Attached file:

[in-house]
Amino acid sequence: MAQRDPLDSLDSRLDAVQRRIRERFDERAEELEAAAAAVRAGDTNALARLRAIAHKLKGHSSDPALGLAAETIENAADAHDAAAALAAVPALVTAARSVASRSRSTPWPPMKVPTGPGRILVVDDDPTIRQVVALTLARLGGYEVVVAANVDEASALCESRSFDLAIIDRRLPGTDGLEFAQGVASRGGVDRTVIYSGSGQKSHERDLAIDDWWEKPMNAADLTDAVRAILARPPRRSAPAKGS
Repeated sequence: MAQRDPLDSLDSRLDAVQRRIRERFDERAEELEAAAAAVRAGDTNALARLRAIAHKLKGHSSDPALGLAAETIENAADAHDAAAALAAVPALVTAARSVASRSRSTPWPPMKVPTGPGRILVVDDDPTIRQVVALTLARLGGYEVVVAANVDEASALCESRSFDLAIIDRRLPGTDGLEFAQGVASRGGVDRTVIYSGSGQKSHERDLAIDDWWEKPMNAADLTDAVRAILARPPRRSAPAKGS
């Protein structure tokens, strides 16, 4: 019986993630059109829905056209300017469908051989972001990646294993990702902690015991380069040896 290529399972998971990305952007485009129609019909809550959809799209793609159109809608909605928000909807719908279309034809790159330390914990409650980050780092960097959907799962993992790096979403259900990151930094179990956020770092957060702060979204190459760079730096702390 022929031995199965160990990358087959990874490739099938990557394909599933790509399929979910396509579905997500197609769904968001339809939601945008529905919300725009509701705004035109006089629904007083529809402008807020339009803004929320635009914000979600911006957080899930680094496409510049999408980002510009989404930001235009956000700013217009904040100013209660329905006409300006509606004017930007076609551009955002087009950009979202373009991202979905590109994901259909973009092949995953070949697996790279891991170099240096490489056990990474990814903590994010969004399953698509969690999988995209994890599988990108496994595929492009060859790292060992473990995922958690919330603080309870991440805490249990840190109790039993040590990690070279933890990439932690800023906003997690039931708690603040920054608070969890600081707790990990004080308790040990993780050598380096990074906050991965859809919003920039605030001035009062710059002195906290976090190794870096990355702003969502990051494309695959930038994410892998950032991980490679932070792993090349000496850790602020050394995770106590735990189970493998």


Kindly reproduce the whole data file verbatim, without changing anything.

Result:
[in-house]
Amino acid sequence: MAQRDPLDSLDSRLDAVQRRIRERFDERAEELEAAAAAVRAGDTNALARLRAIAHKLKGHSSDPALGLAAETIENAADAHDAAAALAAVPALVTAARSVASRSRSTPWPPMKVPTGPGRILVVDDDPTIRQVVALTLARLGGYEVVVAANVDEASALCESRSFDLAIIDRRLPGTDGLEFAQGVASRGGVDRTVIYSGSGQKSHERDLAIDDWWEKPMNAADLTDAVRAILARPPRRSAPAKGS
Repeated sequence: MAQRDPLDSLDSRLDAVQRRIRERFDERAEELEAAAAAVRAGDTNALARLRAIAHKLKGHSSDPALGLAAETIENAADAHDAAAALAAVPALVTAARSVASRSRSTPWPPMKVPTGPGRILVVDDDPTIRQVVALTLARLGGYEVVVAANVDEASALCESRSFDLAIIDRRLPGTDGLEFAQGVASRGGVDRTVIYSGSGQKSHERDLAIDDWWEKPMNAADLTDAVRAILARPPRRSAPAKGS
């Protein structure tokens, strides 16, 4: 019986993630059109829905056209300017469908051989972001990646294993990702902690015991380069040896 290529399972998971990305952007485009129609019909809550959809799209793609159109809608909605928000909807719908279309034809790159330390914990409650980050780092960097959907799962993992790096979403259900990151930094179990956020770092957060702060979204190459760079730096702390 022929031995199965160990990358087959990874490739099938990557394909599933790509399929979910396509579905997500197609769904968001339809939601945008529905919300725009509701705004035109006089629904007083529809402008807020339009803004929320635009914000979600911006957080899930680094496409510049999408980002510009989404930001235009956000700013217009904040100013209660329905006409300006509606004017930007076609551009955002087009950009979202373009991202979905590109994901259909973009092949995953070949697996790279891991170099240096490489056990990474990814903590994010969004399953698509969690999988995209994890599988990108496994595929492009060859790292060992473990995922958690919330603080309870991440805490249990840190109790039993040590990690070279933890990439932690800023906003997690039931708690603040920054608070969890600081707790990990004080308790040990993780050598380096990074906050991965859809919003920039605030001035009062710059002195906290976090190794870096990355702003969502990051494309695959930038994410892998950032991980490679932070792993090349000496850790602020050394995770106590735990189970493998």